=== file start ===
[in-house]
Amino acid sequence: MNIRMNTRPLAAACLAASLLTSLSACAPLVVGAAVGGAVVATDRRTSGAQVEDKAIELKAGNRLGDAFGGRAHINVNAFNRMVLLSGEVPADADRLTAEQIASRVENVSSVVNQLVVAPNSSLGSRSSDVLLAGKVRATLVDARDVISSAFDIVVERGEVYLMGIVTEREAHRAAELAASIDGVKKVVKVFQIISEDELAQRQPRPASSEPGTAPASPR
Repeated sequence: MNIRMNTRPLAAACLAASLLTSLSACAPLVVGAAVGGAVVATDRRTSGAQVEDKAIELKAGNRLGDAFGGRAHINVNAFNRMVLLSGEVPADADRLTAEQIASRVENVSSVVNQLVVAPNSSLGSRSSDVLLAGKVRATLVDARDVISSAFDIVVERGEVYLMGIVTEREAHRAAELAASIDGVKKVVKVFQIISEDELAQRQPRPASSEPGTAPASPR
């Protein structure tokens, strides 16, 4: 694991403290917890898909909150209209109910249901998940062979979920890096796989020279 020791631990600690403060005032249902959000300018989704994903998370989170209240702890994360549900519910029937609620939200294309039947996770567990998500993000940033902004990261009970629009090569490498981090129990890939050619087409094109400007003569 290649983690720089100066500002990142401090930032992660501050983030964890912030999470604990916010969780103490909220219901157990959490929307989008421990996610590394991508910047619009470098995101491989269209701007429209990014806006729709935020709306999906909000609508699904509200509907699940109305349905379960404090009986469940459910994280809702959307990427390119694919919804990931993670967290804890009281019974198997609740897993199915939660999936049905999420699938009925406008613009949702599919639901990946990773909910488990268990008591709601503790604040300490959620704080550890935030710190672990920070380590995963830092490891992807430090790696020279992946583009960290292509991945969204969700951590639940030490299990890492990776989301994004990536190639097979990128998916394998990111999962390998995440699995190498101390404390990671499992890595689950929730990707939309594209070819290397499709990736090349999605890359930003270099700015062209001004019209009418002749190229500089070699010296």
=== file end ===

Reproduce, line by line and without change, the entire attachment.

[in-house]
Amino acid sequence: MNIRMNTRPLAAACLAASLLTSLSACAPLVVGAAVGGAVVATDRRTSGAQVEDKAIELKAGNRLGDAFGGRAHINVNAFNRMVLLSGEVPADADRLTAEQIASRVENVSSVVNQLVVAPNSSLGSRSSDVLLAGKVRATLVDARDVISSAFDIVVERGEVYLMGIVTEREAHRAAELAASIDGVKKVVKVFQIISEDELAQRQPRPASSEPGTAPASPR
Repeated sequence: MNIRMNTRPLAAACLAASLLTSLSACAPLVVGAAVGGAVVATDRRTSGAQVEDKAIELKAGNRLGDAFGGRAHINVNAFNRMVLLSGEVPADADRLTAEQIASRVENVSSVVNQLVVAPNSSLGSRSSDVLLAGKVRATLVDARDVISSAFDIVVERGEVYLMGIVTEREAHRAAELAASIDGVKKVVKVFQIISEDELAQRQPRPASSEPGTAPASPR
């Protein structure tokens, strides 16, 4: 694991403290917890898909909150209209109910249901998940062979979920890096796989020279 020791631990600690403060005032249902959000300018989704994903998370989170209240702890994360549900519910029937609620939200294309039947996770567990998500993000940033902004990261009970629009090569490498981090129990890939050619087409094109400007003569 290649983690720089100066500002990142401090930032992660501050983030964890912030999470604990916010969780103490909220219901157990959490929307989008421990996610590394991508910047619009470098995101491989269209701007429209990014806006729709935020709306999906909000609508699904509200509907699940109305349905379960404090009986469940459910994280809702959307990427390119694919919804990931993670967290804890009281019974198997609740897993199915939660999936049905999420699938009925406008613009949702599919639901990946990773909910488990268990008591709601503790604040300490959620704080550890935030710190672990920070380590995963830092490891992807430090790696020279992946583009960290292509991945969204969700951590639940030490299990890492990776989301994004990536190639097979990128998916394998990111999962390998995440699995190498101390404390990671499992890595689950929730990707939309594209070819290397499709990736090349999605890359930003270099700015062209001004019209009418002749190229500089070699010296």